A couple of months ago, I radically redesigned Greek-Language.com. I reorganized and expanded the material and gave the site a much sleeker feel.
My aim was not simply to make the site prettier, but to make it more user-friendly and open up the possibility for serious expansion in the near future. The site already receives close to 2000 unique visits each day, and I would like to make it more useful to those who already visit it while also offering services for students of Hellenistic Greek who do not currently use the site.
Let me know what you think of the new look and what you would like to see added.
Introductory Greek grammars have been available on the web for some time now, but several are simply web versions of what is available in print, or are the notes of a Greek teacher presenting his or her favorite sequence and wording of what is already available in print.
What should be different about a web based grammar? What would you like to see in a web based grammar that you do not already find in a printed textbook?
I ask these questions for a concrete reason. I would like to add an introductory Greek course to Greek-Language.com. I want to make it a truly native web experience, containing interactive exercises, reading passages, etc. What features would you like to see it include?
I would like to thank Michael Aubrey for his comments on the the lack of usefulness of the category VP (Verb Phrase) for describing Ancient Greek. In particular, he challenged some comments that I made in Levels of Constituent Structure for New Testament Greek (1995).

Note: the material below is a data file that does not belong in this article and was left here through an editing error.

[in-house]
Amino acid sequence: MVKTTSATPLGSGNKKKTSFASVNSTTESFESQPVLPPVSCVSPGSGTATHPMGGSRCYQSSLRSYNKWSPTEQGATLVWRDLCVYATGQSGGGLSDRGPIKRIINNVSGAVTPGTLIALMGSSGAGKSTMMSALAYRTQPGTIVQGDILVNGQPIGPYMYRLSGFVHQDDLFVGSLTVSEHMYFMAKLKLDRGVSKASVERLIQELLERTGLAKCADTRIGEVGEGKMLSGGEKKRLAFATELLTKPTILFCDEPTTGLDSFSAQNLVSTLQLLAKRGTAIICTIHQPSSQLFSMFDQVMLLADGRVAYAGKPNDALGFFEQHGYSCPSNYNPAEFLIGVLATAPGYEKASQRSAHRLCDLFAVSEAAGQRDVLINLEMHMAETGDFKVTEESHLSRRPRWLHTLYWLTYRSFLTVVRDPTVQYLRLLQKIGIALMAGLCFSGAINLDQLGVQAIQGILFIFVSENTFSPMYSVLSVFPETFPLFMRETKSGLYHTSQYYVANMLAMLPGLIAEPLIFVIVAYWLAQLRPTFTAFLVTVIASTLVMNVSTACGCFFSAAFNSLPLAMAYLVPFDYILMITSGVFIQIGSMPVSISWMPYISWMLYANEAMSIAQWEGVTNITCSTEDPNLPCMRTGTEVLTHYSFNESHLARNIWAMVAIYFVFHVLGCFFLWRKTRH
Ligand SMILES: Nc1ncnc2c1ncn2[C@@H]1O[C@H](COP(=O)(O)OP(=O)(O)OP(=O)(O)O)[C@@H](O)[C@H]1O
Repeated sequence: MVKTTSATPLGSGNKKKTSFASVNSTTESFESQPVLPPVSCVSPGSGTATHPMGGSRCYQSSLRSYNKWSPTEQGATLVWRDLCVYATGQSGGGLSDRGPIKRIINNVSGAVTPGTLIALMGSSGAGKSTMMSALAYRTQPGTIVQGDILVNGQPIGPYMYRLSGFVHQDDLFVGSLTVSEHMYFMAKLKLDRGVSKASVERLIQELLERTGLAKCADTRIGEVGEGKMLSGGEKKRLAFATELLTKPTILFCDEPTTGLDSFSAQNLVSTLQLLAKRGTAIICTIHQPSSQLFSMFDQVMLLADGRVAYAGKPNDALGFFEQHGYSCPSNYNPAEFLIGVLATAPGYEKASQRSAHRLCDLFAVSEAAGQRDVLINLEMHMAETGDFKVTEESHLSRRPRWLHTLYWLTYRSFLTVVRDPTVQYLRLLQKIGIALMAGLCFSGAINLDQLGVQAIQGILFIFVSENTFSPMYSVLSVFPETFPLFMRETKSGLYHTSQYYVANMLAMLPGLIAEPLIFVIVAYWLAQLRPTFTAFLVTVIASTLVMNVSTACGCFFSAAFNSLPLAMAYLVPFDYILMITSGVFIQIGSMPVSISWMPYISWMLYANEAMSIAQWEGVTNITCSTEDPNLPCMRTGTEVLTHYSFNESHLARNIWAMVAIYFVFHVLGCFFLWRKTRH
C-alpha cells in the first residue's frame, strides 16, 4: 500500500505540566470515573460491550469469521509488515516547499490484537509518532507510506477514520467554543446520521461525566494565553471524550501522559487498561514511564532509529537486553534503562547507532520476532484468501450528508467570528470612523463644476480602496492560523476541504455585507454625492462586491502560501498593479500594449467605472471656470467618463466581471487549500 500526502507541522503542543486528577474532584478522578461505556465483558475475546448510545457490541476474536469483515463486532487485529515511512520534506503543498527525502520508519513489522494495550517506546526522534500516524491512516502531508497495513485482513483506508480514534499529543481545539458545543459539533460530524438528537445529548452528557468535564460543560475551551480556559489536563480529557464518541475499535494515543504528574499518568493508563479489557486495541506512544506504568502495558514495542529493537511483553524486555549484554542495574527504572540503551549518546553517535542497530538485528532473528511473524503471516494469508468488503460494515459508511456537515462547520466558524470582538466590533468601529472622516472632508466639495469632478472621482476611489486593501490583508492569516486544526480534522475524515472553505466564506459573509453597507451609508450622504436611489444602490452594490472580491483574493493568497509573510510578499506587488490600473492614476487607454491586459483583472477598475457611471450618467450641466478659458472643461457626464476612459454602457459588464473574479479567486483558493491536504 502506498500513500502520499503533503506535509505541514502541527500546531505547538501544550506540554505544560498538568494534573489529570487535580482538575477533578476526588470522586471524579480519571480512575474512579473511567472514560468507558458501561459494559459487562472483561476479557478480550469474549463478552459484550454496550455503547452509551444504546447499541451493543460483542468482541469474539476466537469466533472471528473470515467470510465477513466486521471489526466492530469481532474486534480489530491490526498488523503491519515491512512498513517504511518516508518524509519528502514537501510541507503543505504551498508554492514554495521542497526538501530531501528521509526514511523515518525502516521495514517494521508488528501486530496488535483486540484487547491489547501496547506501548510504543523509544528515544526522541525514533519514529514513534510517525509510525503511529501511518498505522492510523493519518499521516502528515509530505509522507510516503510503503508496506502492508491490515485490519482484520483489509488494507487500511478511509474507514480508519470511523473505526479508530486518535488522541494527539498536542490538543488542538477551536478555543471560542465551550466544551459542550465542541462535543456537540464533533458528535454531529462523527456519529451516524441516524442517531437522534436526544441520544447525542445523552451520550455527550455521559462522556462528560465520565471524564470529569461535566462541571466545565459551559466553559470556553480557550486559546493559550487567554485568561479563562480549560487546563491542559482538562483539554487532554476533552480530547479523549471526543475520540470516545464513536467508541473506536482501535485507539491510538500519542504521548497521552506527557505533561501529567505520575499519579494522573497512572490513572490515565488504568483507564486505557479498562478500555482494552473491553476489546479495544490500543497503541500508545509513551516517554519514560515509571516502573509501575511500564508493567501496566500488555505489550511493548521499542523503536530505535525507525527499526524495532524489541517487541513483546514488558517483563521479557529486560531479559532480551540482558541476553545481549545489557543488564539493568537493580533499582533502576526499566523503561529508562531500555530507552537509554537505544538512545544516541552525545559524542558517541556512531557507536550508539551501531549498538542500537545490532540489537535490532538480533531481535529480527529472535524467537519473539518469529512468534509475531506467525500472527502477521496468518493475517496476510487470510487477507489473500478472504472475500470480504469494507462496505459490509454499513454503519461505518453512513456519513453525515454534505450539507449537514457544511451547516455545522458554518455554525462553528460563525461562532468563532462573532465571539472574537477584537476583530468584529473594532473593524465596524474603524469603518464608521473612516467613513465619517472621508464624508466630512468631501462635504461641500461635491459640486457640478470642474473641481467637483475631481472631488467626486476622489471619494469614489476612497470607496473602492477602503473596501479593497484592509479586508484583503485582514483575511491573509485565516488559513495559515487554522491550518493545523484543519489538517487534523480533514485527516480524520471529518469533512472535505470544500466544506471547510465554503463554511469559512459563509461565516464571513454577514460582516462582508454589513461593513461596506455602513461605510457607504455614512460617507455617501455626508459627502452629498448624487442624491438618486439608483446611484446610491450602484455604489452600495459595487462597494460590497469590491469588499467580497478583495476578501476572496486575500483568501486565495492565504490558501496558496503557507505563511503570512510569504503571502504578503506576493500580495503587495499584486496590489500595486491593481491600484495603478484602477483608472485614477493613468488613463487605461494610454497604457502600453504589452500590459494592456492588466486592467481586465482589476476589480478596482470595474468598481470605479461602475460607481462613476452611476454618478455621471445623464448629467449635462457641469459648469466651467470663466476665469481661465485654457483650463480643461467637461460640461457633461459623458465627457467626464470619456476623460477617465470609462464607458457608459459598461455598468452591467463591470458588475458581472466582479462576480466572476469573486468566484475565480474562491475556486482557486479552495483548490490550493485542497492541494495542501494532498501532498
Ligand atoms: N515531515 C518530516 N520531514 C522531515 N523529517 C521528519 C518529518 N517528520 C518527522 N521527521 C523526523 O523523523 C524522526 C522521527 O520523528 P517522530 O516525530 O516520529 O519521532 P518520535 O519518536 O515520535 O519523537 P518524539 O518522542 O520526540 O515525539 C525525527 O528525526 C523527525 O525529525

This is, of course, the way to advance the field. As we each examine the claims of our colleagues and submit them to scrutiny, we move the discussion forward.
The comments I made about the Greek VP in 1995 were part of a larger argument for the existence of phrase-level categories in general. While I am still firmly committed to the usefulness of the syntactic category Phrase in general, I have never been particularly committed to the usefulness of VP in particular for addressing the phrase structure of Ancient Greek.
In the years since 1995 I have come increasingly to view the syntax of Ancient Greek as determined by the argument structure of verbs—verbs and the phrases demanded by their lexico-semantic properties. This view does not necessarily require the category Verb Phrase, though postulating the existence of such phrases may eventually prove useful.
As for Aubrey’s objection that the subject appearing between the verb and one of its subsequent arguments (specifically a PP in the examples he cites), the objection works only if you discount the possibility of verb movement. He is probably right, but it’s not as obvious as it might seem.
Thank you, Michael, for your thoughts and research on this issue. I look forward to reading more.